Security team

Google will create a security team for open source projects

Google on Thursday announced the creation of a new “Open Source Maintenance Team” to improve the security of critical open source projects.

Google also unveiled two other projects — Open Source Insights’ Google Cloud Dataset — designed to help developers better understand the structure and security of the software they use.

“This dataset provides access to critical software supply chain information for developers, maintainers, and consumers of open source software,” Google explained in a blog post.

The tech giant said it would improve the OSS-Fuzz service for open-source developers that has helped researchers track down more than 2,300 vulnerabilities in more than 500 projects over the past year.

The announcements came after Google executives joined 80 other executives from several other companies in a meeting led by the Open Source Security Foundation (OpenSSF) and the Linux Foundation on progress on software security initiatives. open source over the months since they were all invited to a White House summit called by the National Security Council.

The White House meeting was called in light of serious concerns over attacks and significant vulnerabilities in critical open source libraries such as Codecov and Log4j.

OpenSSF was created in 2020 by leading tech companies to help direct, guide, and share open source security tools.

Apart from Google, the OpenSSF member list also includes GitHub, Microsoft, Canonical, Cisco, Facebook, Intel, HP, Tencent, IBM, Red Hat, Samsung, and many more.

At a press conference after the meeting, OpenSSF chief executive Brian Behlendorf said the organization had secured approximately $30 million in pledges from Amazon, Ericsson, VMware, Intel, Microsoft and Google to help fund a series of efforts to secure open source projects.

Almost all major software packages include open source software, including software used by the national security and critical infrastructure community.

Behlendorf added that the group is looking to expand beyond the United States and coordinate with international partners on open source security projects.

Several experts also talked about initiatives centered on software bills of materials — an effort the Cybersecurity and Infrastructure Security Agency is working on.

After Thursday’s meeting, Google executives explained that the open source maintenance team “will work directly to improve the security of critical open source projects.”

“In addition to this initiative, we have contributed ideas and participated in discussions about improving the security and reliability of open source software,” Google said.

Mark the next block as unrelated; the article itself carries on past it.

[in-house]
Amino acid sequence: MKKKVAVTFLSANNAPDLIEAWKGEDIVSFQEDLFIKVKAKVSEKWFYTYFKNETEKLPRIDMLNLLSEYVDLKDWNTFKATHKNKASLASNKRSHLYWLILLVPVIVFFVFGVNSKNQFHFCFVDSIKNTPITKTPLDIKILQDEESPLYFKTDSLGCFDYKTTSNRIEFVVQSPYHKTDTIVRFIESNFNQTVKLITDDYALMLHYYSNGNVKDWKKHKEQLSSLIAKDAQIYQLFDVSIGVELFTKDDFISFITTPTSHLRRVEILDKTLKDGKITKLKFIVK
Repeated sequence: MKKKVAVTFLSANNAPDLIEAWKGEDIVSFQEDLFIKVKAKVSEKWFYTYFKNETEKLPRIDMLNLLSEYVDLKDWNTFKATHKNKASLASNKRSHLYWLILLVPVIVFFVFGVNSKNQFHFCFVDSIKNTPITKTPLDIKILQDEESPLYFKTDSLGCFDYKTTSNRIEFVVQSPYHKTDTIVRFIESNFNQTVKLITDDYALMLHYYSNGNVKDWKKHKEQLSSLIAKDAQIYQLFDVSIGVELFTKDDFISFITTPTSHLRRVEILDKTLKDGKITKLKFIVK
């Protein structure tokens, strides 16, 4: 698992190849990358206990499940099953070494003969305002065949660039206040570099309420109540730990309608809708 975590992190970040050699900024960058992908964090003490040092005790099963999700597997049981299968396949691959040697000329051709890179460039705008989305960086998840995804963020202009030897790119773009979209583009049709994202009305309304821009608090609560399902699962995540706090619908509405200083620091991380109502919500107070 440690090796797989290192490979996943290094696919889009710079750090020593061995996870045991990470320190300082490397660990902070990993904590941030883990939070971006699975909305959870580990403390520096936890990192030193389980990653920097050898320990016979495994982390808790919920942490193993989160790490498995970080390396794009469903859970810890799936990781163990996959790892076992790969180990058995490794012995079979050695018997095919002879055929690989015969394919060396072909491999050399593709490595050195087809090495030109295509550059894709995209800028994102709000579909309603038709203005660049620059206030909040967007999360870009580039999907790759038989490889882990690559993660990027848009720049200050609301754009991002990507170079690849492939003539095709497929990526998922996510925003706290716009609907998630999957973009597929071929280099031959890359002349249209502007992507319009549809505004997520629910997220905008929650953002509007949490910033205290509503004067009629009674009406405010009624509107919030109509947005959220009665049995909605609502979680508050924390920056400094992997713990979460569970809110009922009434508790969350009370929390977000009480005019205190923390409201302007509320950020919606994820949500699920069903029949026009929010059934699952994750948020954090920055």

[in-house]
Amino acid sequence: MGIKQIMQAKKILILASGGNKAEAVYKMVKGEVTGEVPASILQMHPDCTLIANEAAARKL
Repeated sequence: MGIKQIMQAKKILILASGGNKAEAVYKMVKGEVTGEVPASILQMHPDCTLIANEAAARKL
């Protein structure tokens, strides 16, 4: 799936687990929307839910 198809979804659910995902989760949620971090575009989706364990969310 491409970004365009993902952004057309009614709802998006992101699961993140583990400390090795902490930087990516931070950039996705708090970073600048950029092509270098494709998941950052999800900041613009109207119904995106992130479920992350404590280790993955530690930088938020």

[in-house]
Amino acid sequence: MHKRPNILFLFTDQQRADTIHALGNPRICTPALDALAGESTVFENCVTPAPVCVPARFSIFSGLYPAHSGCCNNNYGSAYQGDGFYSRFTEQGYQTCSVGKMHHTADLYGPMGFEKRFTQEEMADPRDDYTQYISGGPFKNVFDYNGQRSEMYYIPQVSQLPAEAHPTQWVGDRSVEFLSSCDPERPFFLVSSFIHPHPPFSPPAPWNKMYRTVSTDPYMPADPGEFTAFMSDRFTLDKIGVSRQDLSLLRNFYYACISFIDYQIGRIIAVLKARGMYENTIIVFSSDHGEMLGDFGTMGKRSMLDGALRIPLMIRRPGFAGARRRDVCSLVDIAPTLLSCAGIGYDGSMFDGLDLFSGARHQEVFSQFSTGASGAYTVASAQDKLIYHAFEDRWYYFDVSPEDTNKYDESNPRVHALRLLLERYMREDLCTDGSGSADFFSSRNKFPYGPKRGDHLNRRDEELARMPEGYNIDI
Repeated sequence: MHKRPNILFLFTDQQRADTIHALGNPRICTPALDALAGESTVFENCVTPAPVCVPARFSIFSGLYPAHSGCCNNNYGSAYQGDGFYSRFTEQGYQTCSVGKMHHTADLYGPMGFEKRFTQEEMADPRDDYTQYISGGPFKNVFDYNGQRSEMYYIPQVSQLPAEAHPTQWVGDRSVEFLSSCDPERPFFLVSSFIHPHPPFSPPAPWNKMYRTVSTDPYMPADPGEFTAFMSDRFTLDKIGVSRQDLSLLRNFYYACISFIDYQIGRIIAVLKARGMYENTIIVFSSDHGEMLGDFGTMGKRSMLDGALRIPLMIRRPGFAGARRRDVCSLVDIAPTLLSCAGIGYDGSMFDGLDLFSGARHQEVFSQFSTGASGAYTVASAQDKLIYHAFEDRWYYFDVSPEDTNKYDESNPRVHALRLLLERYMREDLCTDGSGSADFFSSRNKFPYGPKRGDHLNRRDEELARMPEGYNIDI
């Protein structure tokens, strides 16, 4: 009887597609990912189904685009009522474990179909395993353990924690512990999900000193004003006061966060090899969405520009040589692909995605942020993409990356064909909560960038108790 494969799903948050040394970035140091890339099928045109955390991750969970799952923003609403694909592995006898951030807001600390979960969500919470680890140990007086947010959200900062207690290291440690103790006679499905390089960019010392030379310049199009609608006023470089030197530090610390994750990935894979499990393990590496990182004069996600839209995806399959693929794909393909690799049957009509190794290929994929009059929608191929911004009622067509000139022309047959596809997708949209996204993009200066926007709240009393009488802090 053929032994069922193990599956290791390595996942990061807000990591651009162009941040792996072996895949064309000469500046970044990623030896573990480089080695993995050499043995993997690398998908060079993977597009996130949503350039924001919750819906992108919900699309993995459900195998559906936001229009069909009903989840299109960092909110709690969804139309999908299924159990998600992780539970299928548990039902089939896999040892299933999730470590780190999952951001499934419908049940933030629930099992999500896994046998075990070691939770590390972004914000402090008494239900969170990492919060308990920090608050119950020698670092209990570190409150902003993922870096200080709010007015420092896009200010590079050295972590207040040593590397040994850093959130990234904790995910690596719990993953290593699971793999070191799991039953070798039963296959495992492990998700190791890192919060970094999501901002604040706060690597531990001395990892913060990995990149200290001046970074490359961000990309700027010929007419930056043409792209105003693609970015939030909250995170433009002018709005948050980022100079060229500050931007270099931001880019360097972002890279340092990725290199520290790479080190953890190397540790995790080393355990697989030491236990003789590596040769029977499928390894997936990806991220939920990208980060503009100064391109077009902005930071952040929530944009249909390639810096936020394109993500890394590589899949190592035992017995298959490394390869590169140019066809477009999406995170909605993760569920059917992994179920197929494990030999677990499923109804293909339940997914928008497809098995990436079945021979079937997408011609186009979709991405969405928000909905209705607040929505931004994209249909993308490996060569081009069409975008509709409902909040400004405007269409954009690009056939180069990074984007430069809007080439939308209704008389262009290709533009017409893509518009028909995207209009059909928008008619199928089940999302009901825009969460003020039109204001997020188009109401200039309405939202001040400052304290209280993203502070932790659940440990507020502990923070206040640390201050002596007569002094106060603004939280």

They noted that OpenSSF “has become a community town hall to drive security engineering efforts, discussions, and industry-wide collaboration.”

Over the past few months, the companies have created a new vulnerability format developed and adopted by several open source ecosystems, including Python, Rust, Go and others.

Two weeks ago, OpenSSF announced a tool that can be used to scan popular open source repositories for malicious packages. Google has touted another project – Open Source Insights – which analyzes open source packages and provides detailed graphs of dependencies and their properties.

“With this information, developers can understand how their software is put together and the consequences of changing their dependencies, which, as Log4j has shown, can be serious when the affected dependencies are several layers deep in the graph of dependencies,” Google explained.

At the press conference following the meeting, Behlendorf pointed to a report compiled with researchers at the Harvard Laboratory for Innovation Science that listed free and open-source software used in production applications for thousands of companies.

The report highlighted potential areas of concern and helped security researchers find potential trouble spots. But he noted that as vulnerabilities are discovered every day, it’s nearly impossible to predict where the next major gaps will be.

“The only software that has no bugs is userless software,” Behlendorf said.

“So what’s important is how do you find them before the bad actors?” How to fix them as soon as possible? And then how do you get this fix out to the rest of the world? »

Jonathan has worked around the world as a journalist since 2014. Before returning to New York, he worked for news outlets in South Africa, Jordan and Cambodia. He previously covered cybersecurity at ZDNet and TechRepublic.